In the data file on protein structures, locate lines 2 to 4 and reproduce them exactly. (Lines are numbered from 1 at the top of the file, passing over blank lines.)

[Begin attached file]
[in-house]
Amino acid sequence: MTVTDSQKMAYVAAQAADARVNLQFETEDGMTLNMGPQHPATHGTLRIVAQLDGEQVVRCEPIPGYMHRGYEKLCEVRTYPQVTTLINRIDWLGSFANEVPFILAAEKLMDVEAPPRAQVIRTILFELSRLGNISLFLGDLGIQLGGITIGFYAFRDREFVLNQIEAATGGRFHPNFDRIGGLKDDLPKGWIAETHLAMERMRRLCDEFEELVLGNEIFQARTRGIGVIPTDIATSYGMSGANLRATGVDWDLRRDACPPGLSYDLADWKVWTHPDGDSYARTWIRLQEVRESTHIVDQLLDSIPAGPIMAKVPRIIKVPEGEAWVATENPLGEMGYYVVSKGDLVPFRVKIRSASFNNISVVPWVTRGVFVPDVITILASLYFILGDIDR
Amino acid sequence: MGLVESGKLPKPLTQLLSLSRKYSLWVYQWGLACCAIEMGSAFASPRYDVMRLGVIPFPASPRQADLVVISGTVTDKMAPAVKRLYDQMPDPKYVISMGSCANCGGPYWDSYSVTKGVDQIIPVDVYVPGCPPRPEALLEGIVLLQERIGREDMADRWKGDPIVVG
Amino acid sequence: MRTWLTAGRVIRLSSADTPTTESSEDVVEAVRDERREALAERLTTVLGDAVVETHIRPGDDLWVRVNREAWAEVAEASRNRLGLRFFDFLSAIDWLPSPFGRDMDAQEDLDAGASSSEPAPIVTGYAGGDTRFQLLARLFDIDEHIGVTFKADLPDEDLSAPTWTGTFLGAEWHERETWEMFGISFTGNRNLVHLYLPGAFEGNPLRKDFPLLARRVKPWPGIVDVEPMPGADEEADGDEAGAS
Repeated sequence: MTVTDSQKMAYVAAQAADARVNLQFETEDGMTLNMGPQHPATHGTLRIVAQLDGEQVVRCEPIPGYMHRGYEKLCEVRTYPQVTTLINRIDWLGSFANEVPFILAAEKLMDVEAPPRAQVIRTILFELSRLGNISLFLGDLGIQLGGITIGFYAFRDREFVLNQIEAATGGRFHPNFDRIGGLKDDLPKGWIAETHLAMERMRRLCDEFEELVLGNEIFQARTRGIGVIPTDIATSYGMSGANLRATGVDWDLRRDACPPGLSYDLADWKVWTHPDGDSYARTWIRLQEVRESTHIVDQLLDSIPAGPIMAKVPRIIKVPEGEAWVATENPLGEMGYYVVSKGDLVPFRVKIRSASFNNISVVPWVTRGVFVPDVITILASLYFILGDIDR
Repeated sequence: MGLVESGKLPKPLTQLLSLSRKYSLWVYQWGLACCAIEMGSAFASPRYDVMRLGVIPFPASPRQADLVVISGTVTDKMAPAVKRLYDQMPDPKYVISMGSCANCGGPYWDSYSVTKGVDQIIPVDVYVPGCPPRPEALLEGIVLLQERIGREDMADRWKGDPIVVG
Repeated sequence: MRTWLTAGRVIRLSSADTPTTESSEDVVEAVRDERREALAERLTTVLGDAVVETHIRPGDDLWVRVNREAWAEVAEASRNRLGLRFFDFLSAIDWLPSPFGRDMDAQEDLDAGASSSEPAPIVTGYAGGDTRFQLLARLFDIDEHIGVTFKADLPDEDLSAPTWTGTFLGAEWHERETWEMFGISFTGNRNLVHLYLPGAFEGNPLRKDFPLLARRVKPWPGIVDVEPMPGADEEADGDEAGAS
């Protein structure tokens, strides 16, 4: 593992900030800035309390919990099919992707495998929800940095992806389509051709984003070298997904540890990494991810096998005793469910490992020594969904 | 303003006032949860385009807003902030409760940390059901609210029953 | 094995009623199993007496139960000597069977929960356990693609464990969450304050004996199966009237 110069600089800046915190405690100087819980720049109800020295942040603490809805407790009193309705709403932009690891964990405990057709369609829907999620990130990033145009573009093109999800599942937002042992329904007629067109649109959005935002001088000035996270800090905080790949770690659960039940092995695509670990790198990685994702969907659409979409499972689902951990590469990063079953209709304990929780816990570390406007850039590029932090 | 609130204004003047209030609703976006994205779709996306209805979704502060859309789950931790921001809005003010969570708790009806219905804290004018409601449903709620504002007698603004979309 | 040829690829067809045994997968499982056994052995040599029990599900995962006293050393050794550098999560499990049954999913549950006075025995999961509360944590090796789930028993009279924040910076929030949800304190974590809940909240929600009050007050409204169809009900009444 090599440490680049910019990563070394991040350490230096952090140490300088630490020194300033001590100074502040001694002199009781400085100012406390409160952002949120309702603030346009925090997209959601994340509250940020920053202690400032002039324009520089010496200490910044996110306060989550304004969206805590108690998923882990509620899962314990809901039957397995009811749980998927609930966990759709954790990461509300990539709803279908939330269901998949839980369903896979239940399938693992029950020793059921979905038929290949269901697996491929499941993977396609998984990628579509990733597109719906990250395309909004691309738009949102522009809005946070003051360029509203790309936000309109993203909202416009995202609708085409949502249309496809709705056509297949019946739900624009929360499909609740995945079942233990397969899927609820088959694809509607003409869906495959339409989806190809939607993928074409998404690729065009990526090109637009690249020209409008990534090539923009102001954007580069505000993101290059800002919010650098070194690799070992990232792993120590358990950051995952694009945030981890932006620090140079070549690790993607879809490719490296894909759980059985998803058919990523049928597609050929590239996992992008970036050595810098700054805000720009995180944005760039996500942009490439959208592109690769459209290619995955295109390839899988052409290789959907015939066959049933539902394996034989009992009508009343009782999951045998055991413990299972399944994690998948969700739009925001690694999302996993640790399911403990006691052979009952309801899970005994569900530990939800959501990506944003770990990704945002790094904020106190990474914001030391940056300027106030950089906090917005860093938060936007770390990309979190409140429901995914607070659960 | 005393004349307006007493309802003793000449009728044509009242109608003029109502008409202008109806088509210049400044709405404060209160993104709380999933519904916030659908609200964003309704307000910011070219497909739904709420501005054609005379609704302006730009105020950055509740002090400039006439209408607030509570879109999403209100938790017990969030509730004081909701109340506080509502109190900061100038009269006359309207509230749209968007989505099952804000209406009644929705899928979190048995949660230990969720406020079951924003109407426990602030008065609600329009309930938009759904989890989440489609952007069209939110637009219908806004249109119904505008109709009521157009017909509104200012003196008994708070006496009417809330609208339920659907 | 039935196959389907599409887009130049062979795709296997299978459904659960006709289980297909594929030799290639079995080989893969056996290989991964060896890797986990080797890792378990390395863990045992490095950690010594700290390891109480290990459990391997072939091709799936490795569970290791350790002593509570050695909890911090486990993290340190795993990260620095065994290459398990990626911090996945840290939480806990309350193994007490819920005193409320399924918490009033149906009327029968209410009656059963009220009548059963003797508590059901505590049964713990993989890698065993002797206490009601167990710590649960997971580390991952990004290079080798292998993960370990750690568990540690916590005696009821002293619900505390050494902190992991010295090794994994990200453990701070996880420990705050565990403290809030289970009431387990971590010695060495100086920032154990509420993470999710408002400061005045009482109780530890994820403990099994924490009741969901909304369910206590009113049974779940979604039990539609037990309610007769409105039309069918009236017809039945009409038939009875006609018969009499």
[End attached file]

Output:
Amino acid sequence: MTVTDSQKMAYVAAQAADARVNLQFETEDGMTLNMGPQHPATHGTLRIVAQLDGEQVVRCEPIPGYMHRGYEKLCEVRTYPQVTTLINRIDWLGSFANEVPFILAAEKLMDVEAPPRAQVIRTILFELSRLGNISLFLGDLGIQLGGITIGFYAFRDREFVLNQIEAATGGRFHPNFDRIGGLKDDLPKGWIAETHLAMERMRRLCDEFEELVLGNEIFQARTRGIGVIPTDIATSYGMSGANLRATGVDWDLRRDACPPGLSYDLADWKVWTHPDGDSYARTWIRLQEVRESTHIVDQLLDSIPAGPIMAKVPRIIKVPEGEAWVATENPLGEMGYYVVSKGDLVPFRVKIRSASFNNISVVPWVTRGVFVPDVITILASLYFILGDIDR
Amino acid sequence: MGLVESGKLPKPLTQLLSLSRKYSLWVYQWGLACCAIEMGSAFASPRYDVMRLGVIPFPASPRQADLVVISGTVTDKMAPAVKRLYDQMPDPKYVISMGSCANCGGPYWDSYSVTKGVDQIIPVDVYVPGCPPRPEALLEGIVLLQERIGREDMADRWKGDPIVVG
Amino acid sequence: MRTWLTAGRVIRLSSADTPTTESSEDVVEAVRDERREALAERLTTVLGDAVVETHIRPGDDLWVRVNREAWAEVAEASRNRLGLRFFDFLSAIDWLPSPFGRDMDAQEDLDAGASSSEPAPIVTGYAGGDTRFQLLARLFDIDEHIGVTFKADLPDEDLSAPTWTGTFLGAEWHERETWEMFGISFTGNRNLVHLYLPGAFEGNPLRKDFPLLARRVKPWPGIVDVEPMPGADEEADGDEAGAS